In his classic 1946 essay “Politics and the English Language,” George Orwell argued that jargon, hackneyed phrasing, and inflated diction plagued modern language and were favorable to insincerity and thus to political speech. When concealing one’s aims, he wrote, one turns to such linguistic vices like “a cuttlefish spurting out ink.” Philippe Parreno made this squidlike mollusk—which protects itself not only by emitting ink but also by changing the color and texture of its skin—the star of Anywhen (2016), a video he created in collaboration with cinematographer Darius Khondji as the centerpiece of his 2016 installation in Tate Modern’s Turbine Hall. The installation was remarkably complex: sounds, images, and three-dimensional components continually reconfigured themselves according to a computer program that incorporated data from a live yeast colony whose movements were influenced by environmental conditions outside. Parreno’s recent show at Gladstone featured a newly edited version of the video, Anywhen in a Time Colored Space (2019). The exhibition was somewhat simpler than the one at Tate Modern and gave greater emphasis to the video, clarifying the function of Parreno’s marine protagonist as both an emblem of environmentally responsive art and an expression of anxieties akin to Orwell’s.
In the video, close-up shots of the cuttlefish are interspersed with more abstract images of luminous particles adrift in what reads as a primordial bath. Parreno gives this otherworldly microcosm a soundtrack of dissonant electronic sounds and sotto voce recitations, by the ventriloquist Nina Conti, of a cryptic text combining his own words and fragments of James Joyce’s writing. Topics range from the nature of temporal experience to life in a digitally mediated world. “We kind of live in a moment in time where we should be hysterical,” the speaker at one point insists. “We’re just getting bits, bits, bits of data.”
Such “bits of data” animate the mise-en-scènes of which the video has formed an integral part. At Gladstone, as at Tate Modern, an assortment of electronically programmed effects accompanied the screening. Here, fluorescent lights periodically illuminated phosphorescent floral wallpaper; the gallery’s window shades repeatedly rose and fell as if by their own will; and an aleatory iteration of the film—generated by an artificial intelligence program designed to predict the next frame of a video on the basis of its preceding sequence—followed the primary one. When the window shades rose for a conclusive time, a microphone outside the gallery transmitted sounds from the street into the exhibition space. The gesture at first heralded a return to reality following Anywhen’s mesmeric grip. However, it quickly transformed the outside world into a disconcerting form of spectacle involving the surveilling of passersby.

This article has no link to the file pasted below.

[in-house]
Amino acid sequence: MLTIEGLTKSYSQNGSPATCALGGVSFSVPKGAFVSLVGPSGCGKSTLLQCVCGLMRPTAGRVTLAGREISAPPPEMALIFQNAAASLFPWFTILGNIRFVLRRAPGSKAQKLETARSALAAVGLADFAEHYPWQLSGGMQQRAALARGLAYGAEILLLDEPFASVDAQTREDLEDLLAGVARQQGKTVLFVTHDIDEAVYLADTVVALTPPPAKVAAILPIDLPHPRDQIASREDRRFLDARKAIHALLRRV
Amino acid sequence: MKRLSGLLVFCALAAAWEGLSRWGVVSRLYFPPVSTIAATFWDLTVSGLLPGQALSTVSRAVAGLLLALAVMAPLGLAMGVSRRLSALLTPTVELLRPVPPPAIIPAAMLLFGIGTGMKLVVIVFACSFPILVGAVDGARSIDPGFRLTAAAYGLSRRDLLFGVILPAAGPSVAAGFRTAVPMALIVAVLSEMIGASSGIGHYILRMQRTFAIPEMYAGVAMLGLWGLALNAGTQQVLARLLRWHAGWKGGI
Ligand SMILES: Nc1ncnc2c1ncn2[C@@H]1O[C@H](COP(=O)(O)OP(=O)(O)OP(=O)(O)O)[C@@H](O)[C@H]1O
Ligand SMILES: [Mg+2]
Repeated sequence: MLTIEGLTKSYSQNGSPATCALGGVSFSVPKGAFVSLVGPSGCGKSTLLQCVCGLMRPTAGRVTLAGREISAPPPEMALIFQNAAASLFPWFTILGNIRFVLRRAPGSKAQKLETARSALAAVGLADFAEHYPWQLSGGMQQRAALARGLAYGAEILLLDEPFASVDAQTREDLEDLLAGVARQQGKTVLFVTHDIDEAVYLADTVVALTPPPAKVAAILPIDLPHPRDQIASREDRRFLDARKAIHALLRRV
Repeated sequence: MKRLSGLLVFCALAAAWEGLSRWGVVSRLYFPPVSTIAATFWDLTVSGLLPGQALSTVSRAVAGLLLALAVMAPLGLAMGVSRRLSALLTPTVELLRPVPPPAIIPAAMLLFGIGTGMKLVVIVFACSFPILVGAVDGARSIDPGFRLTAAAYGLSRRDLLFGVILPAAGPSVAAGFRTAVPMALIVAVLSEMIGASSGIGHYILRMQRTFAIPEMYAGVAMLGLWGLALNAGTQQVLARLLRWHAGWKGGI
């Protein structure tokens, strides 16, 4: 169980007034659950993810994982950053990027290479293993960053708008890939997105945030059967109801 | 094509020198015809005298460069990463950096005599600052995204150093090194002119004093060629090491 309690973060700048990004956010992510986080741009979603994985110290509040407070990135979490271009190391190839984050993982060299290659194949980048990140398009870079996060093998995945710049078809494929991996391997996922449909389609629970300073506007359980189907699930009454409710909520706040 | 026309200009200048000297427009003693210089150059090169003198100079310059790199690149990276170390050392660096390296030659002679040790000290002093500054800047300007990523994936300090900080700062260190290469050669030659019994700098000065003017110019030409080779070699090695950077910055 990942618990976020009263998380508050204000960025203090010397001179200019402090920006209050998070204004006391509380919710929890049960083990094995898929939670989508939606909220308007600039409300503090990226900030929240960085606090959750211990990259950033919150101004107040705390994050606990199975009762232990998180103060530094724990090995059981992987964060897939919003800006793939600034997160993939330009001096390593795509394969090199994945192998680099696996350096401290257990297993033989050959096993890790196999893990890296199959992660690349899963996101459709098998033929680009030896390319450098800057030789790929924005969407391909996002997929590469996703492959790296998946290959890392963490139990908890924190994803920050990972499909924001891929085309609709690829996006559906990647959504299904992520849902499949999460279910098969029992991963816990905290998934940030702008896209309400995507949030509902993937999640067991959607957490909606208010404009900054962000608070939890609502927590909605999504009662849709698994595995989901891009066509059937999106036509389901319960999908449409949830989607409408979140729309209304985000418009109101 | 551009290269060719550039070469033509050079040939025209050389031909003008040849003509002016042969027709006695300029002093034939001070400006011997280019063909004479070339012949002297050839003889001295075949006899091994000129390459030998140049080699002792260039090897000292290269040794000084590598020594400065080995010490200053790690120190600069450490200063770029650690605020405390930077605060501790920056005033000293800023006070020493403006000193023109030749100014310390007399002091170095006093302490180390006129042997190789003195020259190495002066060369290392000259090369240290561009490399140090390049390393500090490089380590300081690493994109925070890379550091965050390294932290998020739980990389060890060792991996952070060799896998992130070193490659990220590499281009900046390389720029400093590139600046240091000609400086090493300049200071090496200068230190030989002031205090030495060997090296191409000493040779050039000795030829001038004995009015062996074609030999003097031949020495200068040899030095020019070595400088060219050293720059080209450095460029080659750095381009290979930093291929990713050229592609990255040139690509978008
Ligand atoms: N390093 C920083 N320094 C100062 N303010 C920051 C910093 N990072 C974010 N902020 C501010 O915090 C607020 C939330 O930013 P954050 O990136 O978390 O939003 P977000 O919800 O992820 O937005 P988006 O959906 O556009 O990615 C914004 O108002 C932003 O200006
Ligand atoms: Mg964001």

Issues relating to mass media, spectacle, and surveillance have long occupied Parreno, who achieved widespread recognition for projects like Zidane: A 21st Century Portrait (2006), a feature-length film for which he and Douglas Gordon trained seventeen cameras on the titular Real Madrid football player for the duration of a match. Even as Parreno’s subsequent work has expanded into ever more multifaceted installation formats, it has typically retained some allusion to the world of popular entertainment, whether by way of blinking cinema marquees or ghostly player pianos. The popular persists in the recent Anywhen presentations, but less in visual terms than in the artist’s use of the kind of data-gathering and predictive algorithms on which Silicon Valley relies. The dangers of such invisible architecture have become all too apparent, pointing to more diffuse and, some would say, insidious forms of social control than the centralized totalitarianism that threatened Orwell’s time.